The siren song of easy credit for Greece has now trapped Greece into an impossible situation of giving up autonomy or watching their economy crash and burn. From the Telegraph:
The regime of drastic cuts has tipped the economy into a violent downward spiral. They thought that private industry would muddle through as the state went through the austerity mincer. What the EU-IMF "Troika" did not fully understand is how many firms were really part of the state in disguise.
"The Greek government outsources everything," said one official with close knowledge of the events.
Faced with the guillotine, the state first slashed procurement contracts and then stopped paying its bills altogether. The government is now €7bn (£5.8bn) in arrears to private companies, including €3bn in unpaid VAT refunds for exporters. It is why business has borne the brunt of the fiscal squeeze, suffering 450,000 job losses, and why Greece's unemployment has soared to 21pc.
At the same time the banking system seized up. More than €60bn of deposits were withdrawn. By November, no Greek bank could issue a letter of credit accepted anywhere in the world, with calamitous implications for trade. "Greece became a leper, and is now stuck in Catch-22," said one official.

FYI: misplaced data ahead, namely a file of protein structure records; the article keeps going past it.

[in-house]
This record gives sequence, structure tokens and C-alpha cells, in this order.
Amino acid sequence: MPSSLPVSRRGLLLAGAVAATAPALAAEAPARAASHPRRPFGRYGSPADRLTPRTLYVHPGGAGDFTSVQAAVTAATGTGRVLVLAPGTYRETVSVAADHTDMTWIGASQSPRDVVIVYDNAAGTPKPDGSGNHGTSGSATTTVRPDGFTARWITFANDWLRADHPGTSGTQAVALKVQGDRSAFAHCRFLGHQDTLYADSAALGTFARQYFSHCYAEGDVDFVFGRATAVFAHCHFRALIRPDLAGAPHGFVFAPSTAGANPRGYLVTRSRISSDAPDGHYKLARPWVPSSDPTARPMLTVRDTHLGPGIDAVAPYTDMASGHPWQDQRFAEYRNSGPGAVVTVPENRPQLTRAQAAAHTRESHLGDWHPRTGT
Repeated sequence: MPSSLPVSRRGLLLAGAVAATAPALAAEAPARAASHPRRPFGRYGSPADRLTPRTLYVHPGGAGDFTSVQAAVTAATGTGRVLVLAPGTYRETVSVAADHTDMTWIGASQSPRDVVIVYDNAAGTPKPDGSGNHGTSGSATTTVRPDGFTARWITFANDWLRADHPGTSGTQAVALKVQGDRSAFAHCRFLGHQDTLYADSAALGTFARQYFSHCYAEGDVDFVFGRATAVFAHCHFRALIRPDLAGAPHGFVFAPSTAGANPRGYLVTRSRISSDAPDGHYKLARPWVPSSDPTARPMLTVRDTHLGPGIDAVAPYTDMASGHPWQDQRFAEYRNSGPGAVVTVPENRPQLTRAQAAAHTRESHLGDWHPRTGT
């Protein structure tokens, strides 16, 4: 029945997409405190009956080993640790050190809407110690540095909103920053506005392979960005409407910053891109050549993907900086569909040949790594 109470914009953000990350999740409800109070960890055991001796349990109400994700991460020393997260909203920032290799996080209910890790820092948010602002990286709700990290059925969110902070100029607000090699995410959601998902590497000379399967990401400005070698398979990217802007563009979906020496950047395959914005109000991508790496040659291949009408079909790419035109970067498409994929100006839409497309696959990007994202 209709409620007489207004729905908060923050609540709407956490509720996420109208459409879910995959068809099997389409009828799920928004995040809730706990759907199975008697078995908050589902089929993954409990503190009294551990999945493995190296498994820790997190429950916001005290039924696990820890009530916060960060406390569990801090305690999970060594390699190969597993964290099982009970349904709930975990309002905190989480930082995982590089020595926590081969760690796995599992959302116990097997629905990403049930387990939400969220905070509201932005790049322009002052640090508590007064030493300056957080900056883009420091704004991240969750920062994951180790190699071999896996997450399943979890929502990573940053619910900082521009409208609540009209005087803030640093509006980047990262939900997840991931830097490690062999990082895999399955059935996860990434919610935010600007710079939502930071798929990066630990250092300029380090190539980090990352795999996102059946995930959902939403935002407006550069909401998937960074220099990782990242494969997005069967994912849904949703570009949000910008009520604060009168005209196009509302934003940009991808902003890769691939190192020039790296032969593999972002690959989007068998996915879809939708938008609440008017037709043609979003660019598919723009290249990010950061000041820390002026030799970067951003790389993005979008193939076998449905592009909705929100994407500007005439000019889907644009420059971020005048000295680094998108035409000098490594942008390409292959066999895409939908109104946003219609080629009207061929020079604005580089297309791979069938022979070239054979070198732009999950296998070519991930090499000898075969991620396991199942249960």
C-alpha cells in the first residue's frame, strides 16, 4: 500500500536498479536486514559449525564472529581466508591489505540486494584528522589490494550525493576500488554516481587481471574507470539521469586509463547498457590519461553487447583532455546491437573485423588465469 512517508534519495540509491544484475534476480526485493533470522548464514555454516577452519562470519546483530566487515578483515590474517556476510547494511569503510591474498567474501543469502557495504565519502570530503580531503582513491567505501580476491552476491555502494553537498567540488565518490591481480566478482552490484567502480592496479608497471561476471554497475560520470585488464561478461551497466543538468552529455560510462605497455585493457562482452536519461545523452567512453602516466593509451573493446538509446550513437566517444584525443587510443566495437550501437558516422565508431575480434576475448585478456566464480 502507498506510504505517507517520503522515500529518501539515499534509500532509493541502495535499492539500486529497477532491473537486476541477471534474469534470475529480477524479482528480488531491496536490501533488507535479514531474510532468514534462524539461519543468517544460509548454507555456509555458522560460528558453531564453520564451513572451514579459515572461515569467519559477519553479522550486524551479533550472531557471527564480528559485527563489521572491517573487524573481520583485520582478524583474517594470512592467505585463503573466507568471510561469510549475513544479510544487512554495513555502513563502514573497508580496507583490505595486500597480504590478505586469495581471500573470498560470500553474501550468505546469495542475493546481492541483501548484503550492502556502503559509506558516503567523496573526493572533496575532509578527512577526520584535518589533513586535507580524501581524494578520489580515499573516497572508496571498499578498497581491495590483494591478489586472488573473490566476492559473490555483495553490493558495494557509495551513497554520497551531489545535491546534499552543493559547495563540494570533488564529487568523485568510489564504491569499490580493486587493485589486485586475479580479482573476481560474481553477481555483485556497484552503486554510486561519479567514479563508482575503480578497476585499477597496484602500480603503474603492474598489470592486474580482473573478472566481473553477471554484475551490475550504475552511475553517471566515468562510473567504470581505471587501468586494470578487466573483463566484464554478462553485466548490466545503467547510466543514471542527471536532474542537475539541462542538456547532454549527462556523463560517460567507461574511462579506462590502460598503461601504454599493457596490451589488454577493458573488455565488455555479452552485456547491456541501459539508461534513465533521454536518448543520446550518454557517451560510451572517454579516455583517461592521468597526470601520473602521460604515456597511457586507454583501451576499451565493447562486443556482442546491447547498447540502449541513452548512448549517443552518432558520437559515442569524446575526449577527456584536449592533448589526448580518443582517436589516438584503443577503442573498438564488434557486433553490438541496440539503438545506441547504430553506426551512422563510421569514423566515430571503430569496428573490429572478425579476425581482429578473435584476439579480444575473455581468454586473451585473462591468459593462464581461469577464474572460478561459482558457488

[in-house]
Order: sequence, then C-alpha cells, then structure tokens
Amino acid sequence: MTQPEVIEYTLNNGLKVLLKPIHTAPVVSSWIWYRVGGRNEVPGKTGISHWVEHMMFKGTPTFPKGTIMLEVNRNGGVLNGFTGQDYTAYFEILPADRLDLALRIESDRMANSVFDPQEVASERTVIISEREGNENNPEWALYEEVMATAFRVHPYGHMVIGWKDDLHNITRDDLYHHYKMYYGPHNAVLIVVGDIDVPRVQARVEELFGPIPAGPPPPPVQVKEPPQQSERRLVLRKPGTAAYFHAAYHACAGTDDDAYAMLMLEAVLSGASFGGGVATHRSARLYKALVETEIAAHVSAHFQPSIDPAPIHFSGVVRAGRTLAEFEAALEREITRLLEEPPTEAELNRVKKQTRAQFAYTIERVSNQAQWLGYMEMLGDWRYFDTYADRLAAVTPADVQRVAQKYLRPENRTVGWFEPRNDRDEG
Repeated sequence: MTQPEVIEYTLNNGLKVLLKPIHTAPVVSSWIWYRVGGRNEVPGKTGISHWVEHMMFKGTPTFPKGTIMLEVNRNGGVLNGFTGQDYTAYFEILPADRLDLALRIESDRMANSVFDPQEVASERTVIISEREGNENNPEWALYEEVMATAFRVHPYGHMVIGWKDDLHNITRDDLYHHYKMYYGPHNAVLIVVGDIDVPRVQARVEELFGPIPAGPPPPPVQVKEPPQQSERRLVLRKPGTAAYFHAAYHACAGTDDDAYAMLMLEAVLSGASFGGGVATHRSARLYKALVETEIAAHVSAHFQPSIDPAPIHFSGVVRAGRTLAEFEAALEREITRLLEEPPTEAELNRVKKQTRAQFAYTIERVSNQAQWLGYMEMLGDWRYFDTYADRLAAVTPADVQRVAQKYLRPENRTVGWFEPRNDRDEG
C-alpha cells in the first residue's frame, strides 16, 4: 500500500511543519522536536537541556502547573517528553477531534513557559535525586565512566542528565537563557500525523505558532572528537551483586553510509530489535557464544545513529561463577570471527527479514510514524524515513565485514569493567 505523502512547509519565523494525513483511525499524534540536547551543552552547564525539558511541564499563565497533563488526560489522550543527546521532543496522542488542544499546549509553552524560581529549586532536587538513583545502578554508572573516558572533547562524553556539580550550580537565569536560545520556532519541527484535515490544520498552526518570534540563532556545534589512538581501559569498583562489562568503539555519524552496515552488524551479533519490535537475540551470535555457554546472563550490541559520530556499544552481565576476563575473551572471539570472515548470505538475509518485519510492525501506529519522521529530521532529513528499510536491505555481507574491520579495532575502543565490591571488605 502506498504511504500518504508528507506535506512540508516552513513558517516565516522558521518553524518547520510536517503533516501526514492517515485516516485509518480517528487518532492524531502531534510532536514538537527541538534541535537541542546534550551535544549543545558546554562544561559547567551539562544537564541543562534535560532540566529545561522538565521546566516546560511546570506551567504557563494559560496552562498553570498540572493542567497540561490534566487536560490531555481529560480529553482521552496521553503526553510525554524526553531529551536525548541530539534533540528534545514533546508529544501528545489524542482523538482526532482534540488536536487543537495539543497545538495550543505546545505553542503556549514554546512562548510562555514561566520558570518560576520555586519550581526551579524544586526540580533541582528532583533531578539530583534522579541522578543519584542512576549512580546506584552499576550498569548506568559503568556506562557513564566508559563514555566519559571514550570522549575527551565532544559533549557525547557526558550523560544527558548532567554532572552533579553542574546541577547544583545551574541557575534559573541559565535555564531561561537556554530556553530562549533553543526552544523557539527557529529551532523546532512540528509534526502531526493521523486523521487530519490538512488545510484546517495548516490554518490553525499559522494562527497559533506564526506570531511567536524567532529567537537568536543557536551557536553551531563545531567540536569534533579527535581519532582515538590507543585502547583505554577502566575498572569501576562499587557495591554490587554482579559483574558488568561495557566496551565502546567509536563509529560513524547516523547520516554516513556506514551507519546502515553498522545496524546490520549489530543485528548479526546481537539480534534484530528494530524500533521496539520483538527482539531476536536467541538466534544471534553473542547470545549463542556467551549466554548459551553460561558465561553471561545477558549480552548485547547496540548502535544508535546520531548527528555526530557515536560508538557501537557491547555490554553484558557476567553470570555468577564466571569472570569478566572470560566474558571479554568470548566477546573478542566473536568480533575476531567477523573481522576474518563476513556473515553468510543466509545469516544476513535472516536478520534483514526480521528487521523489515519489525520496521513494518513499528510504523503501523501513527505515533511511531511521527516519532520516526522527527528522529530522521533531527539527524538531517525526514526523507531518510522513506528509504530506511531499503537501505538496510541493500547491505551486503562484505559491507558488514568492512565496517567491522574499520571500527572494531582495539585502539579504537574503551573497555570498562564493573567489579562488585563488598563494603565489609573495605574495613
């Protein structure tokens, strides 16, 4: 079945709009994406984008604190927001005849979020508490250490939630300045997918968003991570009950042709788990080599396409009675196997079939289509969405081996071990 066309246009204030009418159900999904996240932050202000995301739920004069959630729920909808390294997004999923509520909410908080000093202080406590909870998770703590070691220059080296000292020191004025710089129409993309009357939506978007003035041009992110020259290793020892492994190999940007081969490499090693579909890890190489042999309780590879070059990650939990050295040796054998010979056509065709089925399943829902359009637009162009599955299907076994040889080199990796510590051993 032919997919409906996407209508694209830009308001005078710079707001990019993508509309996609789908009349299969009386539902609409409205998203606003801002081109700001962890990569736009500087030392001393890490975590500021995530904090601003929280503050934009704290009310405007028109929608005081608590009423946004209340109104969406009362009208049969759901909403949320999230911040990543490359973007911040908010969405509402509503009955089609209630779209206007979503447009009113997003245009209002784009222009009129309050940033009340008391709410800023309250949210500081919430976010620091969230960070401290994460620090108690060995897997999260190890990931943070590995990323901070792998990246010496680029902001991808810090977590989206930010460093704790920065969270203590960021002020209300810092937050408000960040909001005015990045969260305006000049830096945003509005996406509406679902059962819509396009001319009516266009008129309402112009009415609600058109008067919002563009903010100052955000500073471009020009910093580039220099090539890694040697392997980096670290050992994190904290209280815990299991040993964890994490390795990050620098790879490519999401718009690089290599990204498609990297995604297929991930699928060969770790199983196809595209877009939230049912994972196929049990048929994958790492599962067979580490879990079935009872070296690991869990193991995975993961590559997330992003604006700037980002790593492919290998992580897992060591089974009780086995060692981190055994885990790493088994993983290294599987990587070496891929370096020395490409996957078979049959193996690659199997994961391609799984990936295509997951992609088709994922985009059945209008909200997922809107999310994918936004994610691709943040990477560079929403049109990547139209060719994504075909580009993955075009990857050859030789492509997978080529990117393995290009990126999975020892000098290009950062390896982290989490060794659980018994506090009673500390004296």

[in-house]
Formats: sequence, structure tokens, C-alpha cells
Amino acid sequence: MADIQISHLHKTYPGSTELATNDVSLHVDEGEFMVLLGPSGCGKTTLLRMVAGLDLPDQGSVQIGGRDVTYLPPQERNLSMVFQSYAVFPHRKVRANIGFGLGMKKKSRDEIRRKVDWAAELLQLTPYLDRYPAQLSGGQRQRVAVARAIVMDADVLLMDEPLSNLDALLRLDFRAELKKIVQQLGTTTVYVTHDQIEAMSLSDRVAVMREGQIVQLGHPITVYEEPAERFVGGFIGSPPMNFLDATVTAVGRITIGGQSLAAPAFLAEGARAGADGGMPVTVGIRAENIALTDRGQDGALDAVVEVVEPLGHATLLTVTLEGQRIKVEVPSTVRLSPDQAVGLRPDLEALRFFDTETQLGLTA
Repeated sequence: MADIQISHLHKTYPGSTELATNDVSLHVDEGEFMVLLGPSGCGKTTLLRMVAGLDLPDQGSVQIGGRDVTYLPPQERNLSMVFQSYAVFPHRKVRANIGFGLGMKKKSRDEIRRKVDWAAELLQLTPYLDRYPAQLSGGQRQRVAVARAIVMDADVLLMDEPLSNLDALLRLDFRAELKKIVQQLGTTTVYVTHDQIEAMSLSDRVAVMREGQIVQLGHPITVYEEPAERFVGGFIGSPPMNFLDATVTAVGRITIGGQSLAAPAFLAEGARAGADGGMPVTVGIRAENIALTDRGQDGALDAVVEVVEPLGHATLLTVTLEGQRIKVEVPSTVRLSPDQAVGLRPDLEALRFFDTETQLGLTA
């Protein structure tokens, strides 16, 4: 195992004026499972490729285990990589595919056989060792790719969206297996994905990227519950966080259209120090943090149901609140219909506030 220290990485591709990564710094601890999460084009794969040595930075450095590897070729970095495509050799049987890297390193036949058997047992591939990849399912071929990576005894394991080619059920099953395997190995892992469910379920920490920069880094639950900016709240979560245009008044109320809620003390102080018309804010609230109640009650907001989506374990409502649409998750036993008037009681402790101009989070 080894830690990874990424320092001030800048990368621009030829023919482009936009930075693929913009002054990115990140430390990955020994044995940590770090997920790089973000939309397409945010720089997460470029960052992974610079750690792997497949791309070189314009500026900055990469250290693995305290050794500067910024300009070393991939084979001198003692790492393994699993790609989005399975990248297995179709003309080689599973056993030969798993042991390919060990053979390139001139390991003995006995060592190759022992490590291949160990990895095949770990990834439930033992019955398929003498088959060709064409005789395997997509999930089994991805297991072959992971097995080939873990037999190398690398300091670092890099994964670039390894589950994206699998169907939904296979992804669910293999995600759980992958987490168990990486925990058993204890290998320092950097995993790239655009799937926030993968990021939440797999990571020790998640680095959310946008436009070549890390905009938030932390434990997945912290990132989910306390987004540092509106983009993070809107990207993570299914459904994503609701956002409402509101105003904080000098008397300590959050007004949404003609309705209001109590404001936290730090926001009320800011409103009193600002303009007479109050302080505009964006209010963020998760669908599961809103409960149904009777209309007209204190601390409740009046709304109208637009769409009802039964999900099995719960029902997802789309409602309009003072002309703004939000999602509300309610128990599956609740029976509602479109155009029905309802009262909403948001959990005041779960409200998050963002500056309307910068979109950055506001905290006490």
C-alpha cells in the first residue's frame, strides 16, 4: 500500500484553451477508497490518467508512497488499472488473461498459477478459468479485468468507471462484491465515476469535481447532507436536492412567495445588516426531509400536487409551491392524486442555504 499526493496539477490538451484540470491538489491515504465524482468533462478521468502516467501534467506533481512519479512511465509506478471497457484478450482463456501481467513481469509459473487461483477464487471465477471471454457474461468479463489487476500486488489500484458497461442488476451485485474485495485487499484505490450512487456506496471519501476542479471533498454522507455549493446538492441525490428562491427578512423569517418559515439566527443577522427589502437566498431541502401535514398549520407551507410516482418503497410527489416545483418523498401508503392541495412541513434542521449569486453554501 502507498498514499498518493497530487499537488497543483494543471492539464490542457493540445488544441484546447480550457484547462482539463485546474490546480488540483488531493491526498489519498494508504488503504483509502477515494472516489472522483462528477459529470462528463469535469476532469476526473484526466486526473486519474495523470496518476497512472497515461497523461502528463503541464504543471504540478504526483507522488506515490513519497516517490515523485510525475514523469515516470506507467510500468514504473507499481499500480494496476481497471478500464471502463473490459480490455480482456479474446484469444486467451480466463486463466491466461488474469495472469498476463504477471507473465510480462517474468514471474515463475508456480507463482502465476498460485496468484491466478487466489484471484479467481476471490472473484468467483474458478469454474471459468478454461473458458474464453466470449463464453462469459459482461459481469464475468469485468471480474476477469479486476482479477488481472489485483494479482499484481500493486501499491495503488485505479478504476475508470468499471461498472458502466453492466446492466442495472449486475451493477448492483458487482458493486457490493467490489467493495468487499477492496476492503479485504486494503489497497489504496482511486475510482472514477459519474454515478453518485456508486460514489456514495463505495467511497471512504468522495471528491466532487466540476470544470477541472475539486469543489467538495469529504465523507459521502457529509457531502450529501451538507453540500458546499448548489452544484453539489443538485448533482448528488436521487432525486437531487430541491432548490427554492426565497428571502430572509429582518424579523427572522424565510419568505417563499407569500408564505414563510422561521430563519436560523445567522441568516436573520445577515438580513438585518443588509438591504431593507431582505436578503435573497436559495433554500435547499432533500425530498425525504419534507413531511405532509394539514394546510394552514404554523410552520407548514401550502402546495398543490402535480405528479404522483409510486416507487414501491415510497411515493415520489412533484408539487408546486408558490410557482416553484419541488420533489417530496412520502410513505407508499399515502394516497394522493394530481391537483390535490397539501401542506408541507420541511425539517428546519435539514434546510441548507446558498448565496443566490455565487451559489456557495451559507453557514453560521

Hellenic Petroleum was unable to import basic fuel. The reason why Greece's reliance on oil imports from Iran jumped from 15pc to 70pc in a two-week period in November was because Tehran agreed to take on the credit risk.
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The rhetoric has turned poisonous as Berlin, Helsinki and The Hague show every sign that they intend to eject Greece from the euro whatever it now does, calculating that the eurozone is at last strong enough to withstand contagion.
German finance minister Wolfgang Schaeuble is raising fresh demands, suggesting that Greece should postpone April's elections and appoint a technocrat government for a year without key PASOK and New Democracy parties, prompting the headline "Schaeuble Junta" in newspaper Eleftheros Typos.